G a i l

Age 8, part 1

8 years (July)

It’s the middle of summer.  Third-grade is behind me, and I’m glad.  Mr. Gamboni was a terrible teacher, in my opinion.  Shane and Terry agree with me, although they didn’t mind him as much as I did.  I knew he didn’t like me.  And actually, that’s how the bad feelings started in the first place.  I always try to give everyone a fair chance.  Including teachers.  And I like to go to school.  Homework is fun for me.  So is studying for tests and reading and all the stuff that teachers love.  So most teachers would put me in the “dream student” category.  But not Mr. Gamboni.

He had his favorites, that’s for sure.  Like Ellie Chance.  She could do no wrong by him, but I know she’s a sneak and that she’s spoiled and mean.  She’s smart, too (most sneaky people are – that’s what makes them so scary).  She has her parents and her teachers wrapped around her little finger.  She’s someone with no rough edges.  She’s like one of the pale yellow roses growing out in front of our house.  The rose is mellow and smooth, but if you don’t pay attention, its thorns will make you bleed. 

I can see right through Ellie Chance.

Anyway, once Mr. Gamboni yelled at me because I was “giving him a look” he didn’t like.  Another time, he called me rude in front of the whole class, just because I didn’t say good morning to him.  Shane and Terry agree that he was completely unfair. 

I could see right through Mr. Gamboni.

But now the long summer days stretch out in front of me.  I love waking up in the morning and knowing that the whole day ahead is mine.  I own it, and no one and nothing can take it away from me.  At least that’s how I feel when I first get up.  As the hours pass, things happen to steal time.  People make requests, and you don’t want to let them down, so you say yes.  Or – more often – people make demands:  “clean your room,” “do the dishes,” “hang out the laundry,” and on and on. 

I try to wake up early, before anybody else.  It’s almost like my brain knows the exact moment when the sun starts to rise.  My eyes pop open when the world is still dim and the day still fresh and clean.  Outside my open window, I hear the first birds’ clear voices in the cool morning, and I feel this energy inside that makes me want to get up and not miss a single moment of the day.  Wendy is usually still asleep, but as soon as she senses that my feet have hit the floor, she’s up.  She shakes herself and wags and sneezes her first couple of sneezes of the day.  I get dressed, and we tiptoe out of my room and down the hall.  I find my flip-flops in the mess of shoes near the front door and sneak outside.  Wendy is a burst of happiness; she dashes ahead of me into the front yard, sniffing eagerly at anything and everything.  I feel the joy, too.  I love the summer freedom of no coat, of the dewy grass getting my toes wet, of being alone with just Wendy during the first moments of a breaking day.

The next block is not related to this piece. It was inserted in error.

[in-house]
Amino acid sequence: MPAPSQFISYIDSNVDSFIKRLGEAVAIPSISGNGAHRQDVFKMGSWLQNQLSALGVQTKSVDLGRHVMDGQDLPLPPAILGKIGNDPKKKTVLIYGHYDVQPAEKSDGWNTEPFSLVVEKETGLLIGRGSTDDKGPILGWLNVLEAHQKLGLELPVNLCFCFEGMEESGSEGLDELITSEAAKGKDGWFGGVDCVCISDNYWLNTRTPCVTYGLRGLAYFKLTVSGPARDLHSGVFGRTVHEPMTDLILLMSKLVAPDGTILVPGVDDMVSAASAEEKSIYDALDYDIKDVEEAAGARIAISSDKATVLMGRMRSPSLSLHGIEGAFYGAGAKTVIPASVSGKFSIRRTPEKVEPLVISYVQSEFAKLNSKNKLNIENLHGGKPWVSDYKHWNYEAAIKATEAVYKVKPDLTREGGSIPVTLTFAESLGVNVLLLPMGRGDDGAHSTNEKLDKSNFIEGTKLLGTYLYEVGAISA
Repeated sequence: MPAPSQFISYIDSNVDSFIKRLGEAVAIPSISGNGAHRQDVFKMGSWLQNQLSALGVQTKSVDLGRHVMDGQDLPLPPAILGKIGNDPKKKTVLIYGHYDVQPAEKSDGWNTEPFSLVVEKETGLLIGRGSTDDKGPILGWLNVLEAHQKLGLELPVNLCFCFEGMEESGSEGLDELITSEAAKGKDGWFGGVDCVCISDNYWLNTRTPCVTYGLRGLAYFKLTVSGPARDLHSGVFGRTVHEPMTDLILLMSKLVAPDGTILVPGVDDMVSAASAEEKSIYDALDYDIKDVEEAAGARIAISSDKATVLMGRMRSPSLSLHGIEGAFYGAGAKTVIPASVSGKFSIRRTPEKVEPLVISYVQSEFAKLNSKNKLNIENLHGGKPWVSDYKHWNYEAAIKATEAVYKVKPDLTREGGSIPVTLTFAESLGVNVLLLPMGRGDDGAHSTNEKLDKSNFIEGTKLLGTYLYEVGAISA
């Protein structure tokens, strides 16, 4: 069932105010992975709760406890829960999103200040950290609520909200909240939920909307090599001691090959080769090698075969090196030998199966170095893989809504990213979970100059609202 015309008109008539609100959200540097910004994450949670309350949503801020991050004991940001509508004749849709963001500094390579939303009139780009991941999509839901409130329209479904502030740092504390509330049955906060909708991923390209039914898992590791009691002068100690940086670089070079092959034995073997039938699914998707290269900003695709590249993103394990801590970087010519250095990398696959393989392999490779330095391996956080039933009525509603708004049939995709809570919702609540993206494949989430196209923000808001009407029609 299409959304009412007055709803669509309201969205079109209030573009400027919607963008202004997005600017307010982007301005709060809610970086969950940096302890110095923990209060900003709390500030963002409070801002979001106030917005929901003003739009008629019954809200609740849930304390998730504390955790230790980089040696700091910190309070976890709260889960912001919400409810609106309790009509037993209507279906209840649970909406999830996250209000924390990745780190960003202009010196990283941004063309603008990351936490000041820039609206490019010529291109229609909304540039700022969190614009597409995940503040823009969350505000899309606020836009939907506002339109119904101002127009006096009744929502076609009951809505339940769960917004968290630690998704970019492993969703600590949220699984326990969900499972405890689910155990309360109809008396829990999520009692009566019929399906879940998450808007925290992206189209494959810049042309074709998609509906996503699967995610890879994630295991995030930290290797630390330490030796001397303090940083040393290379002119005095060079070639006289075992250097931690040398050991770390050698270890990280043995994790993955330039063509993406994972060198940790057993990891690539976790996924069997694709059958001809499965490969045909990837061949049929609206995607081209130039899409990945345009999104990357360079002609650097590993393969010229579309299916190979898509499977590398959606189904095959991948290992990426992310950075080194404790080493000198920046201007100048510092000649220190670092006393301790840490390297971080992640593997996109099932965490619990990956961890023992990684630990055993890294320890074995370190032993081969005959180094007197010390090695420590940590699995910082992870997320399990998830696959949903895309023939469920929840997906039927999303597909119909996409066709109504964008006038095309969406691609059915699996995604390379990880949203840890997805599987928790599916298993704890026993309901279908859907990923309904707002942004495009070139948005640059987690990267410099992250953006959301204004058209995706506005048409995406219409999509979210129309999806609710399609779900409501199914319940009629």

I soon encounter Jewel.  She slinks into our yard on delicate paws, while Wendy is wild, rolling in the morning grass.  The two of them greet each other, and I let them have their moment.



It’s a Saturday morning, and I’m up earlier than usual.  So early, that it’s still dark, with just the thinnest crack of light on the horizon.  Even the birds are still asleep.  For the first time, Wendy doesn’t wake up when I leave the room.  I feel around for my flip-flops and creak open the front door as quietly as I can.  There’s a wind blowing, and it whips my hair in all directions as I step down into the yard. 

I close my eyes for a second, as the breeze takes my breath away, and then I go my usual way, past my open bedroom window (I peek in to look at Wendy, who is still lying on her side, deep asleep).  I smile at her, and then turn the corner of the house, go past the vegetable patch with the tomato plants and the lettuce swishing in the wind, and head to the backyard.  It had been a hot night, and the strong breeze is like cool fingers running through my damp hair.  I go straight ahead with my face tilted upward into the wind.  Something about the early hour,  the swirling air, the sound of my feet in the grass, makes me feel like I have something to hope for, to live for.  It’s hard to explain.  I feel two opposite things at the same time: I feel huge and strong — bigger than my body.  And I feel tiny and lost – but not in a scary way – in a free way.  All of a sudden – I don’t know why – I spread my arms out and start running through the grass, right into the wind, and I go faster and faster – faster than I’ve ever run before.  I reach the opposite side of the yard and then turn to the front of the house again and run onto the street.  The street lights are just blinking off, as dawn begins to swell across the sky.  I keep running, straight down the street, past the neighbors’ houses.  Trees, shrubs, fences, parked cars blur by me.   I’m a horse sprinting down a race track, a penguin gliding through Antarctic waters, a cheetah streaking through the golden savannah.

A star shooting across the sky…. 

And suddenly – I don’t know how – my feet are bare.  And I feel the strangest, newest thing.  Just my toes are touching the rough asphalt of the road as I run.  And then, and then… my toes aren’t touching the road anymore.  Just air is under my feet.  Just air.  I lift off.  My legs keep churning , and I am hovering over the ground.

I’m not realizing anything except that my feet are off the ground.  I’m not realizing that I’ve stopped breathing.  And all of a sudden, I go no further and crash to the street. 

My bones hurt, my skin burns, and I can’t move.  But my eyes are wide open. 

I take a huge gulp of air….